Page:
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Oxfam Accuses Wealthy Nations of Cheating
Published on Wednesday, June 15, 2005 by Inter Press Service
Oxfam Accuses Wealthy Nations of Cheating
by Gustavo Capdevila
 

GENEVA - The industrialized world is acting with "duplicity" in the WTO Doha Round trade negotiations, which threatens to turn the whole round of development talks into a farce, according to the international humanitarian organization Oxfam.

The non-governmental group warns that with the way the negotiations are currently proceeding, the Doha Round will end up allowing the wealthy nations to continue the practice of dumping, or exporting goods at prices below the cost of production.

"Rich countries are dodging the commitments they have made to reduce subsidies that hurt poor farmers overseas," said Celine Charveriat, spokeswoman for Oxfam's Make Trade Fair campaign.

The Doha Round of negotiations was launched at the 4th Ministerial Conference of the WTO (World Trade Organization) held in the Qatari capital in December 2001, with the aim of promoting further opening of international markets.

Since then, the talks have come up against countless obstacles and even moments of complete stalemate, as was the case at the 5th WTO conference in September 2003 in the Mexican resort city of Cancún.

The Doha negotiating agenda encompasses various components of trade, such as industrial tariffs, services, trade facilitation and fundamentally agriculture, the subject of a new study released by Oxfam on Wednesday.

The document focuses particular emphasis on Europe and the United States, which "claim to have cut their subsidies over the years but to date, there has been no substantial reduction, merely a re-labeling of existing support," noted Charveriat, the head of Oxfam International in Geneva.

The research conducted by the humanitarian agency established that since 1986, the beginning of the previous series of trade negotiations known as the Uruguay Round, the assistance provided to farmers in the industrialized nations has consistently remained at levels of over 250 billion dollars annually.

In particular, Oxfam has calculated that the EU and the United States are massively understating the real levels of export subsidization.

The United States provides hidden aid that is 200 times greater than the amount it declares, to the tune of 6.6 billion dollars annually, says Oxfam. For its part, the EU pays out 5.2 billion dollars in secret assistance - four times more than the sum it acknowledges in the WTO.

Export subsidies are only one of the many forms of support given to farmers in the industrialized countries, which have been classified into different "boxes", the Oxfam representative explained.

Only payments that fell into the amber box, that is, the category for subsidies that were unequivocally trade-distorting, were liable to be cut during the Uruguay Round.

Green box exemptions are support measures that were considered non trade-distorting, while blue box exemptions were the category used for payments that were trade-distorting, but included an element of production limitation.

But the Oxfam report reveals that instead of making substantial cuts to its domestic support measures, the EU and the United States have merely re-classified the subsidies they provide in a practice known as "box shifting".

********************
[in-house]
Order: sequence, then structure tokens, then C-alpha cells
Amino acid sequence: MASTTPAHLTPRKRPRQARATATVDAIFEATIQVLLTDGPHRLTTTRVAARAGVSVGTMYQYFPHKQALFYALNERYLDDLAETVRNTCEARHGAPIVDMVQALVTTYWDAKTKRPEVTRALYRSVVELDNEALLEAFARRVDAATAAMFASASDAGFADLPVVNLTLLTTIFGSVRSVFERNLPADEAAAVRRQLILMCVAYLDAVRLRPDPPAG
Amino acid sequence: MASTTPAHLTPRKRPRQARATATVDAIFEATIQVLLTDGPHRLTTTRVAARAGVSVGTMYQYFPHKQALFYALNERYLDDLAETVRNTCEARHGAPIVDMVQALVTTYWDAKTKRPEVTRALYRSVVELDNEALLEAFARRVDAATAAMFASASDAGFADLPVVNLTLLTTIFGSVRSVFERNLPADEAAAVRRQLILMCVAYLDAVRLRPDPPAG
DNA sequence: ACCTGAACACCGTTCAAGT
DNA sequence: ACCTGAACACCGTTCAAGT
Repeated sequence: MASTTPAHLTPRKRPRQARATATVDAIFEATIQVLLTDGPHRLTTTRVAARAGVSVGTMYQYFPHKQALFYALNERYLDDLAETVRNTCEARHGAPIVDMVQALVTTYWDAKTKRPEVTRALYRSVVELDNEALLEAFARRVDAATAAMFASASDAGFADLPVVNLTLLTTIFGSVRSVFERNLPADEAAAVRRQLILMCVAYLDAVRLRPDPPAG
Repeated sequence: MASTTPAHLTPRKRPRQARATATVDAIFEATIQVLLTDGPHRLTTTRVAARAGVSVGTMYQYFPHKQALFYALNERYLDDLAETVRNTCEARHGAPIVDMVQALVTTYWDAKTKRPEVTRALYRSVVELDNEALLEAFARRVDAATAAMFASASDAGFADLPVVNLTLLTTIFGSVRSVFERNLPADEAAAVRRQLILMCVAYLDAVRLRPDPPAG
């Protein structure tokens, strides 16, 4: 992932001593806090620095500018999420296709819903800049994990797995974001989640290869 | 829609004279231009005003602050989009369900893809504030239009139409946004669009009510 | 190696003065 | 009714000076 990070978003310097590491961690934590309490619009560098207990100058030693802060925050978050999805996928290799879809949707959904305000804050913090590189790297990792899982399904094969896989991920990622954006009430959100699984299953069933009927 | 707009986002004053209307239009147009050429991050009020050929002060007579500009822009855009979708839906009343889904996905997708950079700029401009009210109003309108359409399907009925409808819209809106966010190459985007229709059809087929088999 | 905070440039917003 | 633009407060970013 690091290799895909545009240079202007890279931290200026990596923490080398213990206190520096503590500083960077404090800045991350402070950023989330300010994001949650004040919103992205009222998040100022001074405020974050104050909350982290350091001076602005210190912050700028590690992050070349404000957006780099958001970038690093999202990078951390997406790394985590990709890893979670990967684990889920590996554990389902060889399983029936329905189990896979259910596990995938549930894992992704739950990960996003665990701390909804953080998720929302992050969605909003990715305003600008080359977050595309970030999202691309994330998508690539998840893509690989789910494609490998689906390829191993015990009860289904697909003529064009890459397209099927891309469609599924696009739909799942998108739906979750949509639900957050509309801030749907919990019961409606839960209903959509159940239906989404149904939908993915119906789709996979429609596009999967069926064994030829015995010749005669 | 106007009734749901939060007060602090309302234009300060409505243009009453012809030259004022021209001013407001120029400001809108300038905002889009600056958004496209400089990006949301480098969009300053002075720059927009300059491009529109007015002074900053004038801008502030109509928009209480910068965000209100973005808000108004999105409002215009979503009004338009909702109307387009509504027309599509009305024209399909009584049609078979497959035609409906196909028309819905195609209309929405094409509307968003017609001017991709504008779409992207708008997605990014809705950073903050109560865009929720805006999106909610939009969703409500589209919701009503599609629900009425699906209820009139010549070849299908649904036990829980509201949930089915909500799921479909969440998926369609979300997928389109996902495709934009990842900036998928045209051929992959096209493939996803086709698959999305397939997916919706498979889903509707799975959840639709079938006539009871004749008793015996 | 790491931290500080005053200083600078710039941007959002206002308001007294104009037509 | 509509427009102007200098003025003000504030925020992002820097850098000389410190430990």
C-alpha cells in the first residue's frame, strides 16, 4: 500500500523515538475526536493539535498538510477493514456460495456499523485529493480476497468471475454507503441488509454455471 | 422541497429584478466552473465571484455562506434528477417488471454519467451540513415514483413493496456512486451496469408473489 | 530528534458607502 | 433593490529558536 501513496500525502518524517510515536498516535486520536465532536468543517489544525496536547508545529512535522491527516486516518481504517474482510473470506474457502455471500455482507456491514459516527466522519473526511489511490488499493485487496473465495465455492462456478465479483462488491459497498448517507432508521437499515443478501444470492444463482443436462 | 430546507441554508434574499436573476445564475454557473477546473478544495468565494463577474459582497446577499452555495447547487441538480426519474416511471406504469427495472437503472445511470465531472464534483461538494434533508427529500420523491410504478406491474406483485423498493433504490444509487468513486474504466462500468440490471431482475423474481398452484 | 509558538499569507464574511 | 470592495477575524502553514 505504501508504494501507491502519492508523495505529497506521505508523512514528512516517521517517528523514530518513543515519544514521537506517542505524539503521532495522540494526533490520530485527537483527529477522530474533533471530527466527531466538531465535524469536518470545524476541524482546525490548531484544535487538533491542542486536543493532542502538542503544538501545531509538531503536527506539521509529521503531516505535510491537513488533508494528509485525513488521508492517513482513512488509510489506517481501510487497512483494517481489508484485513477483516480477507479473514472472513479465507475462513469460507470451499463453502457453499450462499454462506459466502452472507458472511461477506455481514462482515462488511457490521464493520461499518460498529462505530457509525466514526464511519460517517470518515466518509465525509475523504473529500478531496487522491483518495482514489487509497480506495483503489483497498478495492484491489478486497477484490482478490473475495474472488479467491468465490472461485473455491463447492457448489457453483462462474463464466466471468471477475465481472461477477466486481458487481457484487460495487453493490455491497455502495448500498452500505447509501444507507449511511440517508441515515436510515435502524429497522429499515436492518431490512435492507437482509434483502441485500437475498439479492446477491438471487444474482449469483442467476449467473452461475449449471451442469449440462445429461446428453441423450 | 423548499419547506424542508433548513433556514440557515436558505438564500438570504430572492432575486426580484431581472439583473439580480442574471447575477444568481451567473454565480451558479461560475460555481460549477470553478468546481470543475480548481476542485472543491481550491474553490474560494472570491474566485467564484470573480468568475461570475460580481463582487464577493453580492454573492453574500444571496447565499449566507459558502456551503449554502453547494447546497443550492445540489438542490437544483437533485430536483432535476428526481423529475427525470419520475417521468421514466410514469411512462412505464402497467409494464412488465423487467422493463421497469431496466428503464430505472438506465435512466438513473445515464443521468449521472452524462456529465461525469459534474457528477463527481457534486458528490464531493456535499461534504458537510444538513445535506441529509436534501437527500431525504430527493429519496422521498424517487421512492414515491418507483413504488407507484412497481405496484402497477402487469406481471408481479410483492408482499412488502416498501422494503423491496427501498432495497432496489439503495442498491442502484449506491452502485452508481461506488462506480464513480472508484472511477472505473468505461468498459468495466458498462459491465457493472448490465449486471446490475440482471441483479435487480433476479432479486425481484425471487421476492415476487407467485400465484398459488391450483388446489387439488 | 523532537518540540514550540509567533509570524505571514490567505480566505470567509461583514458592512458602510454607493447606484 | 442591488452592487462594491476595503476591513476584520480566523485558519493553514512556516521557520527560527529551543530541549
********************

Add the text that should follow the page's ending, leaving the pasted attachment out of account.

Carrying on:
Subsidies that previously fell into the amber box and were thus subject to elimination have been moved into the blue or green boxes, for measures that are minimally or non-trade-distorting.

Argentine WTO representative Alberto Dumont remarked that "one of the problems we are coming up against in the negotiations is what is known as box shifting, or the moving of subsidies into different boxes."

This operation consists of changing measures from amber to blue, and moving programs that are now in the blue box into the green box. "In fact, we are adapting trade realities to the situation in the United States, since we are creating another box specifically for that country," said Dumont.

In other words, there is going to be a modified blue box, he explained.

Given this situation, Charveriat warned that "the rich countries could even increase their massive agricultural subsidies if world trade negotiations do not change track."

The Doha Round will face a decisive test in December, when the 6th WTO Ministerial Conference in Hong Kong assesses the current state of negotiations.

Dumont said the alliance of countries pushing for a greater freeing up of agricultural trade, known as the Group of 20 (G-20), have issued firm proposals to prevent box shifting and press for an actual reduction of domestic support.

The G-20, formed in the days prior to the Cancún conference, deals solely with agricultural trade issues and is coordinated by Brazil and India.

The Argentine WTO negotiator noted that the G-20 is also demanding changes in the criteria for green box measures, so that they solely include income supports for farmers that are not related to (or are "decoupled" from) production levels or prices.

The Oxfam report released Wednesday calls on the 148 WTO member states to set an end date of 2010 for export subsidies. The organization is also demanding recognition of the right of poor countries to protect vulnerable sectors as long as dumping continues.

Charveriat stressed that alongside development aid and debt relief, trade reform is crucial to help end poverty in the developing world.

© Copyright 2005 IPS - Inter Press Service

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